How to Have Difficult Conversations with Your Employees?

Need to talk to your employees about their falling performance or low target achievement?

Need to discuss an unpleasant incident (like a feud among employees) that’s happened at work?

Are your employees facing an issue with their co-workers and you need to address this?

These are some of the instances where managers need to have those “difficult” conversations with their employees. Though tough, such conversations need to be taken up, and that too very cautiously. Brushing these issues aside will only damage the employee productivity and organization culture further.

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For leaders, the willingness to directly discuss a performance issue, a compensation-related matter, or any other behavioral issue is critical for their team’s success. It’s all ultimately linked to both development of your employees and the development of the organization as a whole. 

Failure to have difficult conversations with employees at work impedes employee engagement and organizational trust. Clear & open communication is one of the best ways to understand your people, their issues and address these effectively. 

Ways to handle difficult conversations with employees

Here are a few ways to make difficult conversations easy to execute, effective, amicable, and productive. 

1. Don’t hesitate to take it up

Whenever it comes to having those uncomfortable discussions with employees, managers tend to feel a little hesitant or reluctant. It’s a valid feeling, no one really likes to experience conflict situations with people. Managers fear that their employees may not be able to take the conversation in a positive way. Let’s admit it, some employees are not great at handling negative feedback

What is to be kept in mind is, even if it’s a difficult conversation, say about their low performance, etc. it’s only going to help them in the long run. Employees don’t always realize how their work style, attitude or behavior impacts their work and that of others around them. 

Being a mentor, you need them to realize the blind spots and improve on these. The main aim is to make your teams get better at what they are doing and develop further. That’s exactly what you are helping them with. 

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2. Empathize with your people 

While this has to be a professional dialogue, don’t take empathy out of it. Realize how your employees would feel during the conversation, allow them to process their emotions & give them time to express themselves.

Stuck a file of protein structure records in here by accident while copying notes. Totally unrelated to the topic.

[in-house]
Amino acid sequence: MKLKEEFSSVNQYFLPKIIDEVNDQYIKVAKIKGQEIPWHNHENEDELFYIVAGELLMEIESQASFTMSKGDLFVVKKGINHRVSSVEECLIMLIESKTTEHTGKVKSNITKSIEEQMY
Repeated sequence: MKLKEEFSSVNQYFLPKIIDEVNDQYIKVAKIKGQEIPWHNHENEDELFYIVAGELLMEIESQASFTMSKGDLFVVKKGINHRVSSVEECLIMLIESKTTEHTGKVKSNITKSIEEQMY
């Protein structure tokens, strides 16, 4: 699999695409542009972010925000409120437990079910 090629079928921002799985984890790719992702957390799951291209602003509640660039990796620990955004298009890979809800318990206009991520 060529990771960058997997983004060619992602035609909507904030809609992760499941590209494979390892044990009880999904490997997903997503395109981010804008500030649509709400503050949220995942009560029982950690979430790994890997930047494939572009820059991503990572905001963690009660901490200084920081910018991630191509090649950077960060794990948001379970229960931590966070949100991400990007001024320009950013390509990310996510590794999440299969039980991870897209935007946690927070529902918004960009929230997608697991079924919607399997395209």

Understand the context, clearly explain to them the matter at hand and try and understand their side of the story – Are they doing okay? Why are they acting the way they are or doing the things they are? 

Find ways to address the matter without confronting, condemning, or ridiculing them. Make them understand that your sole purpose here is to only help them succeed. Stay humane with your approach. 

3. Keep your emotions always under check  

Empathize, yes; but do keep your emotions under check. There are times these discussions may get emotional, especially when it’s with an employee you work closely with. Make a strong effort to stay practical and keep your own feelings under check. Such discussions should always be fact-based; offer concrete examples if possible.

Being in control of your emotions will make you deliver the message effectively. Feelings or emotions have a tendency to dominate a conversation and deplete any potential progress that can be made. 

4. Be direct & specific

Be direct and get to the point as soon as possible. The sandwich approach may not be the best practice here. We often tend to go overboard with the positives prior to breaking the unpleasant news. This may just dilute the whole purpose & impact of having such a discussion. 

It may take away an employee’s opportunity to understand and relate to what is being conveyed and improve on their skills and potential. You do not want to leave your employees confused.

Instead, talk about what didn’t work and why in a constructive way. Share what you think the employee could do differently, gain a perspective to align the future course of action. Be honest and clear with your feedback, at all times. The clearer you are the more receptive your employees is to critique.

5. Suggest an action plan

Do not leave your employees with just feedback. Employee feedback is only useful when supported by some kind of action plan. Offer concrete suggestions on how your employees can rectify mistakes and improve. If it’s about a promotion issue, inform your employee why he/she is not being promoted and what they need to work on to make it a possibility. 

Remember, you are a mentor too and you want your employees to do well at the end of the day. Your employees should be able to take away something from the conversation. Show them ways to bring about change. Employees should leave the meeting room thinking they can do better and how to make progress in that direction. 

Conclusion

No one really looks forward to having difficult conversations with his or her employees. But sometimes, it’s like a necessary evil for our team’s growth & development. Adopting a systematic and well-articulated feedback approach here will help in making such challenging conversations productive and successful. 

The approach may vary depending on the unique circumstances of an organization, however, the aim should always be to sustain a healthy work environment where all employees feel valued, motivated, and engaged. 

By Garima Sharma

Lead – Talent Assessments & Employee Engagement at GreenThumbs.

Garima Sharma is a subject matter expert for Personality Assessments, Talent Management, 360 Degree Appraisals, Employee Engagement, etc. She is also a blogger who loves to write articles, whitepapers, etc. in the HR space.